Forced conversion is still not a crime
Pakistan’s religious establishment rejects a bill designed to stop kidnappings for the purpose of marriage. For minority leaders, this legitimises coercion and legalises abuses.
Islamabad (AsiaNews) – In Pakistan, the country’s minorities continue to be alarmed by the growing number of kidnappings of underage non-Muslim girls and young women forced to convert to Islam and marry Muslim men.
Making matters worse, Muslim religious authorities recently came out against a bill that would have put a stop to such abuses and banned forced conversion. As a result, the bill has been dropped.
Minority leaders have slammed this decision, done without any discussion with the interested parties.
Tahir Mehmood Ashrafi, special adviser on religious harmony to Pakistani Prime Minister Imran Khan, recently called the bill “anti-Quran”.
“I want to make it clear that no bill can be passed against the teachings of the Quran and Sunnah because the Constitution of Pakistan is under the Quran,” he said.
Under the Pakistani constitution of 1973, equal status and equal opportunities are guaranteed to all of the country’s citizens. However, very little is in place to uphold those principles.
Instead, crimes like forced religious conversion are widespread, facilitated by systemic discrimination, and a tolerant attitude towards such abuses by political and religious groups within the Muslim majority.
According to the Minority Caucus (MC), a minority support group, “The government must set the legal age at 18 years for marriage and make the national identity card mandatory to solemnise marriage(s)”.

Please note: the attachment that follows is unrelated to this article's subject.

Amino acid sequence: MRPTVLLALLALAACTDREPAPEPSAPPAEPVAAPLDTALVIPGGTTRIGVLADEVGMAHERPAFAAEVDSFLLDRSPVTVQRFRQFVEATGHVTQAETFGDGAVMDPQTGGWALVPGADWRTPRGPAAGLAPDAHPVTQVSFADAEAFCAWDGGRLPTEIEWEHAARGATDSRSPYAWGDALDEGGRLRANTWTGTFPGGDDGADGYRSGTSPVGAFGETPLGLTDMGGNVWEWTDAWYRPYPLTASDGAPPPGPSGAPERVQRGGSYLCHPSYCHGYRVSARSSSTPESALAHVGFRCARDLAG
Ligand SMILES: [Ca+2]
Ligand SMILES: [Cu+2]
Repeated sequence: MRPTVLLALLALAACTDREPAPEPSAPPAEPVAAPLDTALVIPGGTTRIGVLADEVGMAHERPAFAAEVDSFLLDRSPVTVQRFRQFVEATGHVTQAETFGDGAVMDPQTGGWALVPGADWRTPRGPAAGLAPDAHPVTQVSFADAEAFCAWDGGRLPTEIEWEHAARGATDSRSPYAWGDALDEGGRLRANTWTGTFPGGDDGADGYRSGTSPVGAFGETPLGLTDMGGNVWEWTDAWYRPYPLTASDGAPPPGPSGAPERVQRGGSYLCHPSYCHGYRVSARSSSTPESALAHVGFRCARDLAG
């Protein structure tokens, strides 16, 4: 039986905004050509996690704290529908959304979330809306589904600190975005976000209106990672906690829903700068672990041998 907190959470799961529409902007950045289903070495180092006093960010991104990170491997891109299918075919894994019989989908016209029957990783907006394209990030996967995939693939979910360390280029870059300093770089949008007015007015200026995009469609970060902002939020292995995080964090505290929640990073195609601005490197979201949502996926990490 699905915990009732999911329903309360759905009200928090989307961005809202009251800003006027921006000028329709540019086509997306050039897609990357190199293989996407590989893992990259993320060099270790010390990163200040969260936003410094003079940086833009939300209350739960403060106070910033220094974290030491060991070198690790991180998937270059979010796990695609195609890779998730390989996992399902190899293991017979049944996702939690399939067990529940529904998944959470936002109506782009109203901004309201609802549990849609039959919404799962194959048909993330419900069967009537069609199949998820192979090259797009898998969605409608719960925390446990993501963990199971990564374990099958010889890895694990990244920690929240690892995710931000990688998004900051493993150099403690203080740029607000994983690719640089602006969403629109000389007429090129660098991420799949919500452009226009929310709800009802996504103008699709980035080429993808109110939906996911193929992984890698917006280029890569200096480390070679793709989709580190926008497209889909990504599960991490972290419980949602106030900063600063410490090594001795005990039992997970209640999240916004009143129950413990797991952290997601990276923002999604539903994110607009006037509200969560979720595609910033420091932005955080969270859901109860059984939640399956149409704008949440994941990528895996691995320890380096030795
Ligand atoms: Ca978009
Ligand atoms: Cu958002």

This is a first step to discourage those who, legitimised by an unfair law, can commit acts of violence and abuse against girls and teenage women.
At a press conference on Tuesday at the National Press Club in Islamabad, members of pro-minority political parties spoke out against the bill’s rejection.
“The right not to be forced to change religion is an absolute human right guaranteed in international human rights instruments to which Pakistan is a party,” said MC joint secretary Yasir Talib.
“Muslim clerics and religious scholars should avoid viewing any legislation to protect minorities’ rights as if it is against the majority religion,” he explained.
What is more, they “should abstain from looking at the reprehensible practice of forced conversions through a majoritarian lens, and eschew imposing their own religious ideology on religious minorities,” he added.
For MC president, Lala Robin Daniel, “The government should take appropriate measures to ensure that complaints are impartially and promptly investigated, perpetrators are apprehended and brought to justice, and victims have access to an effective remedy, exercising their right to a fair trial.”
For his part, MC convenor Manzoor Anthony wants Muslim scholars to “support such a bill against using coercion in religion, as rejection to the proposed bill will be tantamount to facilitating the actors involved in forcible faith conversion”.